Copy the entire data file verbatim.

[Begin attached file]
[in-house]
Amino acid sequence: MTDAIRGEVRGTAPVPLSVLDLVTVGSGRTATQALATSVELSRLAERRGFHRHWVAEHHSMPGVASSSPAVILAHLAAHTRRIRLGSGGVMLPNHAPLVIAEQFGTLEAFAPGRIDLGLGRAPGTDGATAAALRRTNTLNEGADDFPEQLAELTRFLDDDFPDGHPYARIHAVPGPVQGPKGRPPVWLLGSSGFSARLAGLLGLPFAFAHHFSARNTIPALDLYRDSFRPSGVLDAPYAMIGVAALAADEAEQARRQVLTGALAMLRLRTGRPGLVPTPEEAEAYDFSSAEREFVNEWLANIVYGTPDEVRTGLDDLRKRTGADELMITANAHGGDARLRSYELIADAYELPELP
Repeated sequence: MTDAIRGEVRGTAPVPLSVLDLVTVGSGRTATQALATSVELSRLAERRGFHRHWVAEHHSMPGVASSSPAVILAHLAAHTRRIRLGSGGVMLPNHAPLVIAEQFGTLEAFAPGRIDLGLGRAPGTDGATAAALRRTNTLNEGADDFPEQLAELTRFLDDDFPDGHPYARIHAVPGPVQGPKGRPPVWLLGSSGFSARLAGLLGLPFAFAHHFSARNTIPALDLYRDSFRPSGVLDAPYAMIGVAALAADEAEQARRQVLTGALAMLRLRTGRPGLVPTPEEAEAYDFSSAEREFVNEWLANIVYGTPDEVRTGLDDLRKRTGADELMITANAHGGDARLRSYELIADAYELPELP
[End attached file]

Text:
[in-house]
Amino acid sequence: MTDAIRGEVRGTAPVPLSVLDLVTVGSGRTATQALATSVELSRLAERRGFHRHWVAEHHSMPGVASSSPAVILAHLAAHTRRIRLGSGGVMLPNHAPLVIAEQFGTLEAFAPGRIDLGLGRAPGTDGATAAALRRTNTLNEGADDFPEQLAELTRFLDDDFPDGHPYARIHAVPGPVQGPKGRPPVWLLGSSGFSARLAGLLGLPFAFAHHFSARNTIPALDLYRDSFRPSGVLDAPYAMIGVAALAADEAEQARRQVLTGALAMLRLRTGRPGLVPTPEEAEAYDFSSAEREFVNEWLANIVYGTPDEVRTGLDDLRKRTGADELMITANAHGGDARLRSYELIADAYELPELP
Repeated sequence: MTDAIRGEVRGTAPVPLSVLDLVTVGSGRTATQALATSVELSRLAERRGFHRHWVAEHHSMPGVASSSPAVILAHLAAHTRRIRLGSGGVMLPNHAPLVIAEQFGTLEAFAPGRIDLGLGRAPGTDGATAAALRRTNTLNEGADDFPEQLAELTRFLDDDFPDGHPYARIHAVPGPVQGPKGRPPVWLLGSSGFSARLAGLLGLPFAFAHHFSARNTIPALDLYRDSFRPSGVLDAPYAMIGVAALAADEAEQARRQVLTGALAMLRLRTGRPGLVPTPEEAEAYDFSSAEREFVNEWLANIVYGTPDEVRTGLDDLRKRTGADELMITANAHGGDARLRSYELIADAYELPELP